The printer driver receives GDI calls and translates them into a stream of printer commands. A printer driver has a certain number of functions that must be supported in order to function properly. Most printer drivers use one of 3 built-in windows drivers called Unidrv, PScript, and PCL. These built-in drivers act as a framework to support most of the basic functionality of the 3 most common types of printers, dot matrix, Postscript, and PCL (Printer Control Language). By using these built-in drivers, printer manufacturers can spend less time "reinventing the wheel" and more time providing additional features in the products. It also provides the benefit of having a team of software engineers working to provide updates to core functionality.
There are some printer drivers on the market that produce image data, such as bitmap, tiff, or jpeg images of the printed page. In some cases, image formats are sufficient for their intended purpose, but it doesn't make a very good archive format for several reasons:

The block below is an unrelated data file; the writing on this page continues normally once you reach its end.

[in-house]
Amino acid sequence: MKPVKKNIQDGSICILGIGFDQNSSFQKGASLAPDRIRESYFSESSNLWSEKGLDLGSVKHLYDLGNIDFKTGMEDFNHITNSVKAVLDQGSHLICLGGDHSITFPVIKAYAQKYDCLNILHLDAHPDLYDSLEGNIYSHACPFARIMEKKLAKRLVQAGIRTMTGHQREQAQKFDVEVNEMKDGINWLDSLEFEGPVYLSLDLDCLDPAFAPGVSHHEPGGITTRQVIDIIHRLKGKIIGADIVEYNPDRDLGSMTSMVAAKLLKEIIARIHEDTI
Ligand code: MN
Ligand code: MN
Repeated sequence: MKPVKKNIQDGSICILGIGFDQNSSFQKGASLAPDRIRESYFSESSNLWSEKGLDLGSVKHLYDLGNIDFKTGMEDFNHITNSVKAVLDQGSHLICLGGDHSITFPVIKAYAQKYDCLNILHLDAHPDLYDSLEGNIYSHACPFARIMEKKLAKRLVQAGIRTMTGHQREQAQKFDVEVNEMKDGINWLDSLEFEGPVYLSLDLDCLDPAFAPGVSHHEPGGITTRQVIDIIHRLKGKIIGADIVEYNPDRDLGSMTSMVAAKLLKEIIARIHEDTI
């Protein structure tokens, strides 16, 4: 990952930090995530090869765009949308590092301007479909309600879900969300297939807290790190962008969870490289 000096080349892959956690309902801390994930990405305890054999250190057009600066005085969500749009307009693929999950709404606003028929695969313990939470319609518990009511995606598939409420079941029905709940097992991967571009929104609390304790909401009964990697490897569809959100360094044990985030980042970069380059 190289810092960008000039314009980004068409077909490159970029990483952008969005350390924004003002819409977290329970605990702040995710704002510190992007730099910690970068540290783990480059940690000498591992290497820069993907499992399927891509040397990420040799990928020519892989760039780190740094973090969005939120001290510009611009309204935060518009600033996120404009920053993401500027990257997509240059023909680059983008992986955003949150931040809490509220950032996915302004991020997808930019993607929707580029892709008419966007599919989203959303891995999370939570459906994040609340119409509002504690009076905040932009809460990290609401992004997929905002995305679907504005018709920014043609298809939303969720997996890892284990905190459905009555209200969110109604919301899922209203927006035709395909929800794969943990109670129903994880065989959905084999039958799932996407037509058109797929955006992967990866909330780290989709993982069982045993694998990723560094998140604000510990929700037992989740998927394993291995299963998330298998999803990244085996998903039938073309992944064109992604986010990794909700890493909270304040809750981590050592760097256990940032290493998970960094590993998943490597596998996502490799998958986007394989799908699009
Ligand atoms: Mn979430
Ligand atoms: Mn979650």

A better choice of file format for archival purposes is Portable Document Format, or PDF. PDF is a subset of the Postscript printer language, and is an open standard. As a matter of fact, a Postscript file can easily be converted to PDF using free tools, such as Ghostscript, or commerial tools, such as Adobe Acrobat Distiller. For this purpose, a printer driver that produces Postscript is required, such as the Alphatronics PS Driver
. There are also many Postscript printer drivers that ship with Windows, so there is no need to purchase a third party driver.